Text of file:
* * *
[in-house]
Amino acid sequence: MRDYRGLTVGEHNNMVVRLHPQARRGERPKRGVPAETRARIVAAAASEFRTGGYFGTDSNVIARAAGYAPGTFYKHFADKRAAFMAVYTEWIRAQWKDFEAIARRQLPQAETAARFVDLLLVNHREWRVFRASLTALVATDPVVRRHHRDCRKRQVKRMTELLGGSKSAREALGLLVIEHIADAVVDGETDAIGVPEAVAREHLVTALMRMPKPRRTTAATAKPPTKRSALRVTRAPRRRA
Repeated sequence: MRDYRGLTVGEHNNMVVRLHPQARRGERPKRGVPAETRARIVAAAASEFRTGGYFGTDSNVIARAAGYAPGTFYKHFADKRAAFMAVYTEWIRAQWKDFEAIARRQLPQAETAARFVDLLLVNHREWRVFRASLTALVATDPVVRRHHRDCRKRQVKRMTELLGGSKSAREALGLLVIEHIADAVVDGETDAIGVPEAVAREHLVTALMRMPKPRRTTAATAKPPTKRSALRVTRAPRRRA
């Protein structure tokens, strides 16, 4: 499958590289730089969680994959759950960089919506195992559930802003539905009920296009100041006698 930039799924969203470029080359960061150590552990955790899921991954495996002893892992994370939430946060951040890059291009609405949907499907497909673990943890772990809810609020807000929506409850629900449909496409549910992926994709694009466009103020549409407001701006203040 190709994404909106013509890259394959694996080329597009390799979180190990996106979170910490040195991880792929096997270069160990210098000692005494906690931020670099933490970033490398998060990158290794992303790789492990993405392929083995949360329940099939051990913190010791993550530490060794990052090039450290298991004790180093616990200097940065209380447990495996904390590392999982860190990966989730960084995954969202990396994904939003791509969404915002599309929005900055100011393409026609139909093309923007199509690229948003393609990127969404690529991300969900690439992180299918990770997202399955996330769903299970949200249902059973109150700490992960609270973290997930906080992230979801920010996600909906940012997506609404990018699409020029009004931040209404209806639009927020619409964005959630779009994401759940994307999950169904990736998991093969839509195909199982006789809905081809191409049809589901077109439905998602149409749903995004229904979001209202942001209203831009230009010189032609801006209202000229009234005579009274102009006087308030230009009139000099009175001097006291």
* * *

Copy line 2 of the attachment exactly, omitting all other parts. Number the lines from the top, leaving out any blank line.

Amino acid sequence: MRDYRGLTVGEHNNMVVRLHPQARRGERPKRGVPAETRARIVAAAASEFRTGGYFGTDSNVIARAAGYAPGTFYKHFADKRAAFMAVYTEWIRAQWKDFEAIARRQLPQAETAARFVDLLLVNHREWRVFRASLTALVATDPVVRRHHRDCRKRQVKRMTELLGGSKSAREALGLLVIEHIADAVVDGETDAIGVPEAVAREHLVTALMRMPKPRRTTAATAKPPTKRSALRVTRAPRRRA